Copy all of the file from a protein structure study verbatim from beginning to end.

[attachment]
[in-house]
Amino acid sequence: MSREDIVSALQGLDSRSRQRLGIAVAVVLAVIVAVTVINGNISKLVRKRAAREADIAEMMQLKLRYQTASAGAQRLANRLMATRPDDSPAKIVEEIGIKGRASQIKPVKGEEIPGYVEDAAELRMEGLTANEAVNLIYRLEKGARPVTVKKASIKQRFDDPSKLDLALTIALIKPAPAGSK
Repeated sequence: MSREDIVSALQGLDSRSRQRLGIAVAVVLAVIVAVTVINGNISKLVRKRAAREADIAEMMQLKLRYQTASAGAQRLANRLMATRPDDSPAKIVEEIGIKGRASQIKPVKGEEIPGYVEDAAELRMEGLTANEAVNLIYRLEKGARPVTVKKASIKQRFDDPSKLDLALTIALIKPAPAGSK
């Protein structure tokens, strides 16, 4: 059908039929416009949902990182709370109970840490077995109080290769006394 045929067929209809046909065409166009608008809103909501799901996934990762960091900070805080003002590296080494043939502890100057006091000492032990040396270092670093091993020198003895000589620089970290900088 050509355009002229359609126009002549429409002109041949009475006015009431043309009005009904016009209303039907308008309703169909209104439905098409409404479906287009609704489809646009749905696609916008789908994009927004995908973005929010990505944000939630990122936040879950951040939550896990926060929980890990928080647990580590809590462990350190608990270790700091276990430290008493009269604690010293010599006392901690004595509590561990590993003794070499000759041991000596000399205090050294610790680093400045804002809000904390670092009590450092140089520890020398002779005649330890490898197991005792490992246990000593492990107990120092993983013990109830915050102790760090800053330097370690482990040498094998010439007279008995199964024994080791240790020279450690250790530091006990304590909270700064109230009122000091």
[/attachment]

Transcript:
[in-house]
Amino acid sequence: MSREDIVSALQGLDSRSRQRLGIAVAVVLAVIVAVTVINGNISKLVRKRAAREADIAEMMQLKLRYQTASAGAQRLANRLMATRPDDSPAKIVEEIGIKGRASQIKPVKGEEIPGYVEDAAELRMEGLTANEAVNLIYRLEKGARPVTVKKASIKQRFDDPSKLDLALTIALIKPAPAGSK
Repeated sequence: MSREDIVSALQGLDSRSRQRLGIAVAVVLAVIVAVTVINGNISKLVRKRAAREADIAEMMQLKLRYQTASAGAQRLANRLMATRPDDSPAKIVEEIGIKGRASQIKPVKGEEIPGYVEDAAELRMEGLTANEAVNLIYRLEKGARPVTVKKASIKQRFDDPSKLDLALTIALIKPAPAGSK
């Protein structure tokens, strides 16, 4: 059908039929416009949902990182709370109970840490077995109080290769006394 045929067929209809046909065409166009608008809103909501799901996934990762960091900070805080003002590296080494043939502890100057006091000492032990040396270092670093091993020198003895000589620089970290900088 050509355009002229359609126009002549429409002109041949009475006015009431043309009005009904016009209303039907308008309703169909209104439905098409409404479906287009609704489809646009749905696609916008789908994009927004995908973005929010990505944000939630990122936040879950951040939550896990926060929980890990928080647990580590809590462990350190608990270790700091276990430290008493009269604690010293010599006392901690004595509590561990590993003794070499000759041991000596000399205090050294610790680093400045804002809000904390670092009590450092140089520890020398002779005649330890490898197991005792490992246990000593492990107990120092993983013990109830915050102790760090800053330097370690482990040498094998010439007279008995199964024994080791240790020279450690250790530091006990304590909270700064109230009122000091």